A cement factory will be able to use waste tyres as an alternative source of energy after an agreement was signed with an environment agency today.
The Northern Ireland Environment Agency (NIEA) announced that Lafarge Tarmac will replace around a third of its fossil fuel consumption with old tyres as it will produce fewer emissions.
The cement factory in Cookstown, Co Tyrone employs 86 people and currently uses coal for about 95 per cent of its fuel, but with long-term burning of coal seen as harmful for the environment the move makes business sense for the company.
A Prosperity Agreement was signed with NIEA that allows Lafarge Tarmac to substitute up to 35 per cent of its coal usage with waste-derived fuels, with a promise from the NIEA to reduce the associated bureaucracy that comes with the swap.
Devendra Mody, industrial director at Lafarge Tarmac, said the agreement would help secure jobs and prosperity while delivering better environmental outcomes in Cookstown.
Prosperity Agreements are voluntary agreements through which NIEA and a company can explore opportunities for reducing environment and heritage impacts.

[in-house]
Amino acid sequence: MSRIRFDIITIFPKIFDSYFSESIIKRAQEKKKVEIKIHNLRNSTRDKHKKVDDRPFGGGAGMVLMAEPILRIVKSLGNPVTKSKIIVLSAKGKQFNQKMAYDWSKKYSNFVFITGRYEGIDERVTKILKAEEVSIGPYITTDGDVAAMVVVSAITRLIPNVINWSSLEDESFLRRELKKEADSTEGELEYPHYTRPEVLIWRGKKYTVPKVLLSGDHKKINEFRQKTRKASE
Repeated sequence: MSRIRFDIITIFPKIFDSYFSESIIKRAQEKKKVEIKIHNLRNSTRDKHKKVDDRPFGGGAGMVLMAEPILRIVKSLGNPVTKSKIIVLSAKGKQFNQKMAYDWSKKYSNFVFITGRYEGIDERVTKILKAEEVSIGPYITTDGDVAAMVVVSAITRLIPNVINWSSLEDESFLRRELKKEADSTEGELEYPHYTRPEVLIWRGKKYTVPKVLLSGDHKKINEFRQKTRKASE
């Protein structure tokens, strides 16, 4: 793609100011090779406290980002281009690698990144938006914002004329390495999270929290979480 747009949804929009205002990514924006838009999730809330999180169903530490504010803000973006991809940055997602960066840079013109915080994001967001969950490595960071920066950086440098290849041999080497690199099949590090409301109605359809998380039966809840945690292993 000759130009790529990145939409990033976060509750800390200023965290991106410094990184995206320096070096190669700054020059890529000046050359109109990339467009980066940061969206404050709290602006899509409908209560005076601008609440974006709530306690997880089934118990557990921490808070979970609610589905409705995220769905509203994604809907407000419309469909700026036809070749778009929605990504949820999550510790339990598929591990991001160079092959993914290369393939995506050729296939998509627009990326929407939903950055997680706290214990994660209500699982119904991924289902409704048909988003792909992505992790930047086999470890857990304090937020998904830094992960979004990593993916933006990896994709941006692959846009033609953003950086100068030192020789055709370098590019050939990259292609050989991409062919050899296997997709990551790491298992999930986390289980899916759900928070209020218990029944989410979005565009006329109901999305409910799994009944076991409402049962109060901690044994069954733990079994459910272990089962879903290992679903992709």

“As a result, our energy costs will reduce and we can commit to significantly reduce our CO2 emissions. To be sustainable, we need to be profitable and this innovative new approach will help ensure the economic prosperity and the future of the Cookstown site,” said Mody.
Stormont environment minister Mark H Durkan, said such partnerships turned environmental issues from "barriers to business into economic growth opportunities”.
“In addition to many environmental benefits it will reduce its carbon emissions from production by a minimum of 10 per cent, equivalent to taking 6,500 cars off the road, and will look at ways to reduce emissions from its transportation chain.”
The company also committed to improving public access to rare geological features found in the Ballysudden area at its Cookstown quarry and to work with stakeholders to develop a renewable energy strategy and examine options for reducing packaging.
Matthew Bell, chairman and chief executive of the UK Climate Change Committee, also in Cookstown for the announcement, said the industry plays an important role in meeting the 80 per cent pollution reduction target by 2050 in the UK.
“A reduction of 10 per cent in greenhouse gas emissions over the next four years builds on improved efficiency across the sector since 1990. I hope this agreement acts as a good example of joint working between regulators and industry, and will be followed by others in Northern Ireland and around the UK.”